NewBridge Services Leader Named Behavioral Healthcare Hero

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Victoria Ferlauto

PARSIPPANY — The Mental Health Association in New Jersey honored NewBridge Services’ Victoria Ferlauto as a Behavioral Healthcare Hero for innovative leadership that has ensured the safe, steady treatment of adults with severe mental illness throughout the pandemic.

Ferlauto, director of NewBridge Services adult day treatment program, was featured in MHANJ’s 20th Annual Evening of Excellence, a 30-minute program to air on News12+ Optimum 61, Verizon FiOS 530, and MHANJ Facebook Live on Saturday, December 12. The show, honoring six mental health professionals, will be rebroadcast Sunday at 7:30 p.m.

“We are tremendously proud of Viki, whose efforts exemplify the entire staff’s commitment to our clients,” NewBridge CEO Michelle Borden said. Borden noted that Ferlauto “demonstrated deep care and concern for her staff as well as clients.”

Ferlauto was unaware she had been nominated for the award until MHANJ contacted her late last month. “I was touched and honored, and it came as a surprise!” she said.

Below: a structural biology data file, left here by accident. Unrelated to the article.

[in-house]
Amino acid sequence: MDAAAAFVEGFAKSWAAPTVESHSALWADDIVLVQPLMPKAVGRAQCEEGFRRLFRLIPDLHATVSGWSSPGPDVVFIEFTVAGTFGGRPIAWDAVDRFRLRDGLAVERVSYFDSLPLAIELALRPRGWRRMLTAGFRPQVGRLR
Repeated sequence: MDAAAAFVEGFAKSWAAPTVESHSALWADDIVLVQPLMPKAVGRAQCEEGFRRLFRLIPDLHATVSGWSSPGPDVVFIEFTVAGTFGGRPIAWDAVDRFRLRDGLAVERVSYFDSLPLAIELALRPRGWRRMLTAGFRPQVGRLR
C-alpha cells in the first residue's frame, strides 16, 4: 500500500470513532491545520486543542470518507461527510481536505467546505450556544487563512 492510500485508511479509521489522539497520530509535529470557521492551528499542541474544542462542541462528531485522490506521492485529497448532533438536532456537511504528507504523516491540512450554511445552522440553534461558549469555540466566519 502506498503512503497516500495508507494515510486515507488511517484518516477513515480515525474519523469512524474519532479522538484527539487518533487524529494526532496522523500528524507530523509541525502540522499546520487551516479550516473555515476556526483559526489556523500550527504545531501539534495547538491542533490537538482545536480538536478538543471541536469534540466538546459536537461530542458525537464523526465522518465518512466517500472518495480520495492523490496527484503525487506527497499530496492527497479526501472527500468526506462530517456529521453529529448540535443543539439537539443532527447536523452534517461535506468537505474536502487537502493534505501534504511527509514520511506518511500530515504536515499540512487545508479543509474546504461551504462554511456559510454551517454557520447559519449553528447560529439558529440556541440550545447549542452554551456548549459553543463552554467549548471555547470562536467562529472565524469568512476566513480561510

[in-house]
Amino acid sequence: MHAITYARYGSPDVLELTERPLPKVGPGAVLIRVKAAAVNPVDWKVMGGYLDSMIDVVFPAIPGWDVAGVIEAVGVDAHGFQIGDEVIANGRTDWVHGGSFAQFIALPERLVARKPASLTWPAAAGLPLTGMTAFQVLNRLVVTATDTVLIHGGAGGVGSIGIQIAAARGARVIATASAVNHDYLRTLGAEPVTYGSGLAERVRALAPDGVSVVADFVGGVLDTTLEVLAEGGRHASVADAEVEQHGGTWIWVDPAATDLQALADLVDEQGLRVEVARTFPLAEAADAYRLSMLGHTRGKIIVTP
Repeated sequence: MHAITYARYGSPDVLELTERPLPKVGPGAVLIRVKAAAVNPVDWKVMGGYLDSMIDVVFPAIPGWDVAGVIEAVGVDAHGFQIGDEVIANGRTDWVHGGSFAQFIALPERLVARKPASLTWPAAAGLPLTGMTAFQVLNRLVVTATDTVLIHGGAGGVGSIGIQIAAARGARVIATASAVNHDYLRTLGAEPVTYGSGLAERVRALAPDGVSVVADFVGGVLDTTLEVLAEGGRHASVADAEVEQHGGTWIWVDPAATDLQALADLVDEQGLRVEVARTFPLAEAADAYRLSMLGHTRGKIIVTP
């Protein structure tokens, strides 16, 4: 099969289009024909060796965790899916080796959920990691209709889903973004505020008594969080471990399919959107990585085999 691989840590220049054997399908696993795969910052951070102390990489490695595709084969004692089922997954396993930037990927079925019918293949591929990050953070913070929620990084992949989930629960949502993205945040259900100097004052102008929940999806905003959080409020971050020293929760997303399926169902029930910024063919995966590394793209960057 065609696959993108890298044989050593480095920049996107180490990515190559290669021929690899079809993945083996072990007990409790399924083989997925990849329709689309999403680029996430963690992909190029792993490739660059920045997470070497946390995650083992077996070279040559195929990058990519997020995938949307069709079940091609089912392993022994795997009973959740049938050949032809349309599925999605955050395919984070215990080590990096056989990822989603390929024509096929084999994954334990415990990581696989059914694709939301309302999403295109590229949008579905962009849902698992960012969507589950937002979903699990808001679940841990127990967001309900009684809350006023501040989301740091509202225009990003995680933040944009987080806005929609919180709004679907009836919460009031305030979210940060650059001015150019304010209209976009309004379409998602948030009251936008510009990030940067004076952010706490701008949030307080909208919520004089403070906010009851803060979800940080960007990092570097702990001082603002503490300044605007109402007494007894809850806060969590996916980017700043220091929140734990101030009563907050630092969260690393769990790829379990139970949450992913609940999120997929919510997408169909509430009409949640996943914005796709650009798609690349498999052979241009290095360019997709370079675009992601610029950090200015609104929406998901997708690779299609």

“It must be said that the staff is all heroes as well, reminding society that mental health matters, now more than ever!” Ferlauto said. She joined NewBridge in 1998 and a year later was promoted to oversee both the adult day treatment programs in both Morris and Passaic counties.

When Gov. Murphy ordered the statewide shut down in March, Ferlauto worked feverishly over a weekend on a plan to keep essential treatment going. Video conferencing wasn’t an option, so Ferlauto went old-school: on Monday morning, staff phoned clients and used conference calling to connect them with group sessions.

“The clients were so happy we were calling them for the group,” supervising clinician Cheryl Schmidt said. Clients participated in daily skills-training groups on coping, emotional management, addiction recovery, and other topics.

Ferlauto planned how to safely have clients return to NewBridge for individual counseling sessions as soon as restrictions were lifted. As a volunteer on NewBridge’s COVID-19 safety committee, Ferlauto also ensured that staff receives and use personal protective equipment and that strict cleaning protocols are adhered to.

“She runs a tight ship, and is very supportive of her staff and compassionate about her clients,” said Derk Replogle, director of Addiction Services.

Ferlauto grew up in a tight-knit Hungarian neighborhood in Passaic, and as a young adult belonged to a semi-professional Hungarian folk dancing troupe that once performed at New York’s Avery Fisher Hall.

She planned on becoming an archeologist or anthropologist until she realized how much math was involved. “I decided instead to dig up people’s history, one by one,’’ Ferlauto said in a 2013 interview. As a student at Fordham University, “I fell in love with clinical psychology.’’

Ferlauto lives in Jefferson Township with her husband and, despite the pandemic, maintains close ties to relatives scattered throughout the U.S., she said. NewBridge, she added, “is like a second family to me.”